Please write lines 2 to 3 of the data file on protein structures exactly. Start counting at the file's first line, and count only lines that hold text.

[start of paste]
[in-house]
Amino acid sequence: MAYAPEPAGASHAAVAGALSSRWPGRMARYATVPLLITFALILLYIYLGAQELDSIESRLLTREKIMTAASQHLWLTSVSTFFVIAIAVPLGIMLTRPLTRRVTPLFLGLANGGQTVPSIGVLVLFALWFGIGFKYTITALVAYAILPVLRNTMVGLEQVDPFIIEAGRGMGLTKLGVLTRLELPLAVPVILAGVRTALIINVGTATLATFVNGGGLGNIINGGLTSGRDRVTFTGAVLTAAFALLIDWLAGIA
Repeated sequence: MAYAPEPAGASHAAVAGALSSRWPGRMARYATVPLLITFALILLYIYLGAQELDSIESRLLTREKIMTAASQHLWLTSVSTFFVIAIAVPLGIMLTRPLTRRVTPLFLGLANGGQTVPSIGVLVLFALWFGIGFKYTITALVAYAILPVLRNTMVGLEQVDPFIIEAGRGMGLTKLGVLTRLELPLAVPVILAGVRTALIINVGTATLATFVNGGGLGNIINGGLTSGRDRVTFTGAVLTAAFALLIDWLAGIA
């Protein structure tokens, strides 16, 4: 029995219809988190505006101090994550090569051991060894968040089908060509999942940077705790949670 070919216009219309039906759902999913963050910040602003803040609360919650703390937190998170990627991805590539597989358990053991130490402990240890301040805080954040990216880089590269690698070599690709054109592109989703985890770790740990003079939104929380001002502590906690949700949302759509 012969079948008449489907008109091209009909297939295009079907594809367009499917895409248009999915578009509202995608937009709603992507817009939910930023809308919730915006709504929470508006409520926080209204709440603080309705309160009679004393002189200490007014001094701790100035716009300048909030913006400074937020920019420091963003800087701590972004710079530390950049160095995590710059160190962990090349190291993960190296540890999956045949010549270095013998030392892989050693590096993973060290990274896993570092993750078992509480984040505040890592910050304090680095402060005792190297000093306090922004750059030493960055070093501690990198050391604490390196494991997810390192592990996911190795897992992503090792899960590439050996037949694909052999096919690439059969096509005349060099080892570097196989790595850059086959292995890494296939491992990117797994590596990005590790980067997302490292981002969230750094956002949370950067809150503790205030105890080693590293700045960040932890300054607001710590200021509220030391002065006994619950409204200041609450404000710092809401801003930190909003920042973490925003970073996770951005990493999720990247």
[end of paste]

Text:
Amino acid sequence: MAYAPEPAGASHAAVAGALSSRWPGRMARYATVPLLITFALILLYIYLGAQELDSIESRLLTREKIMTAASQHLWLTSVSTFFVIAIAVPLGIMLTRPLTRRVTPLFLGLANGGQTVPSIGVLVLFALWFGIGFKYTITALVAYAILPVLRNTMVGLEQVDPFIIEAGRGMGLTKLGVLTRLELPLAVPVILAGVRTALIINVGTATLATFVNGGGLGNIINGGLTSGRDRVTFTGAVLTAAFALLIDWLAGIA
Repeated sequence: MAYAPEPAGASHAAVAGALSSRWPGRMARYATVPLLITFALILLYIYLGAQELDSIESRLLTREKIMTAASQHLWLTSVSTFFVIAIAVPLGIMLTRPLTRRVTPLFLGLANGGQTVPSIGVLVLFALWFGIGFKYTITALVAYAILPVLRNTMVGLEQVDPFIIEAGRGMGLTKLGVLTRLELPLAVPVILAGVRTALIINVGTATLATFVNGGGLGNIINGGLTSGRDRVTFTGAVLTAAFALLIDWLAGIA